While the lighting behind the ceiling-high screen contributed to the play’s atmosphere and theme, the sometimes-muted spotlighting contributed to a drag in the action. It was distracting when the main spotlight was on a conversation between two characters in one place and muted spots showed action at the dinner table. Also, the lighting on the table during the dinner scene was a little dark and it was difficult to follow the action at the head of the table, which was furthest from the audience.
Gayle Nichols-Grimes’ portrayal of Mattie Fae Aiken (Violet’s younger sister) is impeccable. She delivers each joke and hit every line with perfect timing. Nichols-Grimes delivers her lines like she’s carrying on a conversation and provides a fresh, funny counterpoint to Diane Sams’ toxic, unbalanced Violet.
Sams masterfully portrays a narcotized Violet; a woman trying to forget her past and shortcomings. Sams wavers onto the set and delivers her lines in a slurred manner, lending credence to Violet’s drugged state. However, sometimes this attempt to physically remind us of Violet’s debilitated state slows the pace. Some efficiencies in the three-hour thirty-minute production could be had here.
Nicky McDonnell is amazing as Barbara, at turns uproariously funny and deadly serious. She possesses perfect timing and delivery, as seen in the humorous maxim, “Thank God we can’t tell the future, we’d never get out of bed.” And, bringing Jerry Springer right into the theater, she has a physical altercation with Violet. Kudos to Stage Combat Choreographer Steve Lada for a believable fight scene that would have made Jerry proud.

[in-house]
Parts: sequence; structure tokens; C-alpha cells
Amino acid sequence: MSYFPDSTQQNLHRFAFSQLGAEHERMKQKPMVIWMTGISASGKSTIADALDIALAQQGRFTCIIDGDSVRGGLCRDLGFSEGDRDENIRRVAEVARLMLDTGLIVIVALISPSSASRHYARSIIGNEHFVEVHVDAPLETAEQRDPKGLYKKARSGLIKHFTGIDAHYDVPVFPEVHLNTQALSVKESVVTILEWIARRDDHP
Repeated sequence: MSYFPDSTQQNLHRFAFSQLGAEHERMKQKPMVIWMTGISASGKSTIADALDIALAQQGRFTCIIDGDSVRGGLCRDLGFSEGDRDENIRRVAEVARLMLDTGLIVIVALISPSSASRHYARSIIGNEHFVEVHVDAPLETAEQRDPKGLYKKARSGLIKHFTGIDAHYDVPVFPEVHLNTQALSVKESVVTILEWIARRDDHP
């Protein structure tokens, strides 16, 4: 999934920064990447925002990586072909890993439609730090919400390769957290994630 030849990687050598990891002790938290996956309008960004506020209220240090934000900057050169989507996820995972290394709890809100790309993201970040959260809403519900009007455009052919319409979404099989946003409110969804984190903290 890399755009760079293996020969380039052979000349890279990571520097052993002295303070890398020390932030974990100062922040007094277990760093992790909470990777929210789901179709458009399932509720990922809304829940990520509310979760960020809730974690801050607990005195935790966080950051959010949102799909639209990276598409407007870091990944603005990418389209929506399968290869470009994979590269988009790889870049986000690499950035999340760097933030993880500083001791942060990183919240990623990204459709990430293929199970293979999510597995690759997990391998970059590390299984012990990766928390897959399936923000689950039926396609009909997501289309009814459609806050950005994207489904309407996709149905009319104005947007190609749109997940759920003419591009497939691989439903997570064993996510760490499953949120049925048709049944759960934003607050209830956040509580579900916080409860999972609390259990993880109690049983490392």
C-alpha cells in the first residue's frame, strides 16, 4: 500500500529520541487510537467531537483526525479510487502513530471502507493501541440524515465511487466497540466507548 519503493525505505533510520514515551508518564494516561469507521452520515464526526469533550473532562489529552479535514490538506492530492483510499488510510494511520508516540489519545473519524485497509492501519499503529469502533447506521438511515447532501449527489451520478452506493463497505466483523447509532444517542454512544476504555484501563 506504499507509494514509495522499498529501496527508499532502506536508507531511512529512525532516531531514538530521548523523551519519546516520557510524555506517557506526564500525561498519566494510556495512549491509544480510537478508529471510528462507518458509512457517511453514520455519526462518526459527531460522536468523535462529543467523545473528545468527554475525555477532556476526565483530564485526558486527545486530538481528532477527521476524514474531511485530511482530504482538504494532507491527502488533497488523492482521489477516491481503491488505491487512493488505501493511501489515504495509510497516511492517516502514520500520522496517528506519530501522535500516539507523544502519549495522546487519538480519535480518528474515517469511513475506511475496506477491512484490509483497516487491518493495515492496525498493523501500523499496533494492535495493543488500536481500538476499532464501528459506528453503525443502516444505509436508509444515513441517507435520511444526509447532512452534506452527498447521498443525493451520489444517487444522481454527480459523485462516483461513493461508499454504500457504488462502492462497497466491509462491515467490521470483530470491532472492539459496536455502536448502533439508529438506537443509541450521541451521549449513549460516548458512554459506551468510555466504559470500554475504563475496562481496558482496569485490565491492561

Little Theatre of Alexandria’s production of August: Osage County has all the elements of a year of General Hospital or a season of Jerry Springer: insults, crushed dreams, betrayal, verbal and physical abuse, drinking, drugs, and sex, all packaged in a witty, clever script and delivered in a finely directed and acted presentation. Not recommended for the young, faint of heart, or anyone carrying around a pince-nez or a lace handkerchief.
Running Time: Approximately three hours and 30 minutes, including one 15-minute and one 10-minute intermission.